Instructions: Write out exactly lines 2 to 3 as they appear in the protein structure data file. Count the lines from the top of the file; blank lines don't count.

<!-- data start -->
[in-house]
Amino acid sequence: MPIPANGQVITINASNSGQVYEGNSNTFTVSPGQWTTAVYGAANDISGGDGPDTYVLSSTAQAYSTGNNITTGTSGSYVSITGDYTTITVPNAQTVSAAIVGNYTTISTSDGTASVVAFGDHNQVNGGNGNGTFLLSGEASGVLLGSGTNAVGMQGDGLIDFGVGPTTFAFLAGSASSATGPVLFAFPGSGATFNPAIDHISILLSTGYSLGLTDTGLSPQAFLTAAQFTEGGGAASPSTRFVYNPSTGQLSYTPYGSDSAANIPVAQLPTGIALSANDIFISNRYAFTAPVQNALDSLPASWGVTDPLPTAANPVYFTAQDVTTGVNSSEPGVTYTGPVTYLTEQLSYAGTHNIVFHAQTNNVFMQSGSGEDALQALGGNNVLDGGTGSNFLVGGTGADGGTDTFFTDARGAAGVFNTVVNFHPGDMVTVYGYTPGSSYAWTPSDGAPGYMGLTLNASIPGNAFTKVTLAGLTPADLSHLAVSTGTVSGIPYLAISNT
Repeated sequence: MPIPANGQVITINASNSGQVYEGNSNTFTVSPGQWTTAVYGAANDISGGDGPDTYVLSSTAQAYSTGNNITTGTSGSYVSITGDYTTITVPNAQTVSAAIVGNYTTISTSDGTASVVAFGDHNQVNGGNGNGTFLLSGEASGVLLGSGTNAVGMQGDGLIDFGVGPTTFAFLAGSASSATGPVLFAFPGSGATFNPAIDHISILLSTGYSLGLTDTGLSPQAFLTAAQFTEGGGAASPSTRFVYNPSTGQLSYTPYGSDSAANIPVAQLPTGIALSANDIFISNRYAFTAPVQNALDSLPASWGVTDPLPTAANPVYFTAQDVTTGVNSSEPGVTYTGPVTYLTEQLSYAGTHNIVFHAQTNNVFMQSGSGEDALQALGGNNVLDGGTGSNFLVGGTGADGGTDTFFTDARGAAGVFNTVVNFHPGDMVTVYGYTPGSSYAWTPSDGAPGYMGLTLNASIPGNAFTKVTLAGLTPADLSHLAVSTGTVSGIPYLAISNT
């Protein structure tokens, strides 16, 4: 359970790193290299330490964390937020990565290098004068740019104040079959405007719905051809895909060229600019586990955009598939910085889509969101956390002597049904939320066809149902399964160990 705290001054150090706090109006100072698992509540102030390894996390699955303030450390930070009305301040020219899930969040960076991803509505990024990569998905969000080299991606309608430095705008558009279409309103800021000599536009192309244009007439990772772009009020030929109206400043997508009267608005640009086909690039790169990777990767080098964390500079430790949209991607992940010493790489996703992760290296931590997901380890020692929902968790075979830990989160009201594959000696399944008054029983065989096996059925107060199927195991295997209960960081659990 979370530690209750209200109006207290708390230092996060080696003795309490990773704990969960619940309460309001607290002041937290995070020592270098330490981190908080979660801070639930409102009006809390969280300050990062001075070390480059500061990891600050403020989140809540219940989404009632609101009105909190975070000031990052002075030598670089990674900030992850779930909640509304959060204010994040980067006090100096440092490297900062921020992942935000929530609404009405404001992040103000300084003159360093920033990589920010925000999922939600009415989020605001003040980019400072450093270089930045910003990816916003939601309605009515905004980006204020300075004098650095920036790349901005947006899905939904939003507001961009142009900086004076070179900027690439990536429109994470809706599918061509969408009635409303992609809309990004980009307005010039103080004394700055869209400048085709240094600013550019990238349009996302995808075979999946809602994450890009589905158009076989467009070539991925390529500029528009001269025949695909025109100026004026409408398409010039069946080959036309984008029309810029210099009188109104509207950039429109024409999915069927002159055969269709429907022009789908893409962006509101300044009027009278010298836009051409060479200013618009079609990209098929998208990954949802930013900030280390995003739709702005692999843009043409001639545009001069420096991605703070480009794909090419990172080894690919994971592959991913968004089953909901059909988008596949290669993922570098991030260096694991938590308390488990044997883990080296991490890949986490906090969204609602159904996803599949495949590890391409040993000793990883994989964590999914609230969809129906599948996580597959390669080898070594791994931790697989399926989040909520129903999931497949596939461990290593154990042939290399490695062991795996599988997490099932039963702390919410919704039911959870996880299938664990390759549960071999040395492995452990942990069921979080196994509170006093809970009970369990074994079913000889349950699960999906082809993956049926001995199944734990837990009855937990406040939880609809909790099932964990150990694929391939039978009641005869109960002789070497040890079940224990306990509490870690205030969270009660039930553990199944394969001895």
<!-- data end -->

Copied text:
Amino acid sequence: MPIPANGQVITINASNSGQVYEGNSNTFTVSPGQWTTAVYGAANDISGGDGPDTYVLSSTAQAYSTGNNITTGTSGSYVSITGDYTTITVPNAQTVSAAIVGNYTTISTSDGTASVVAFGDHNQVNGGNGNGTFLLSGEASGVLLGSGTNAVGMQGDGLIDFGVGPTTFAFLAGSASSATGPVLFAFPGSGATFNPAIDHISILLSTGYSLGLTDTGLSPQAFLTAAQFTEGGGAASPSTRFVYNPSTGQLSYTPYGSDSAANIPVAQLPTGIALSANDIFISNRYAFTAPVQNALDSLPASWGVTDPLPTAANPVYFTAQDVTTGVNSSEPGVTYTGPVTYLTEQLSYAGTHNIVFHAQTNNVFMQSGSGEDALQALGGNNVLDGGTGSNFLVGGTGADGGTDTFFTDARGAAGVFNTVVNFHPGDMVTVYGYTPGSSYAWTPSDGAPGYMGLTLNASIPGNAFTKVTLAGLTPADLSHLAVSTGTVSGIPYLAISNT
Repeated sequence: MPIPANGQVITINASNSGQVYEGNSNTFTVSPGQWTTAVYGAANDISGGDGPDTYVLSSTAQAYSTGNNITTGTSGSYVSITGDYTTITVPNAQTVSAAIVGNYTTISTSDGTASVVAFGDHNQVNGGNGNGTFLLSGEASGVLLGSGTNAVGMQGDGLIDFGVGPTTFAFLAGSASSATGPVLFAFPGSGATFNPAIDHISILLSTGYSLGLTDTGLSPQAFLTAAQFTEGGGAASPSTRFVYNPSTGQLSYTPYGSDSAANIPVAQLPTGIALSANDIFISNRYAFTAPVQNALDSLPASWGVTDPLPTAANPVYFTAQDVTTGVNSSEPGVTYTGPVTYLTEQLSYAGTHNIVFHAQTNNVFMQSGSGEDALQALGGNNVLDGGTGSNFLVGGTGADGGTDTFFTDARGAAGVFNTVVNFHPGDMVTVYGYTPGSSYAWTPSDGAPGYMGLTLNASIPGNAFTKVTLAGLTPADLSHLAVSTGTVSGIPYLAISNT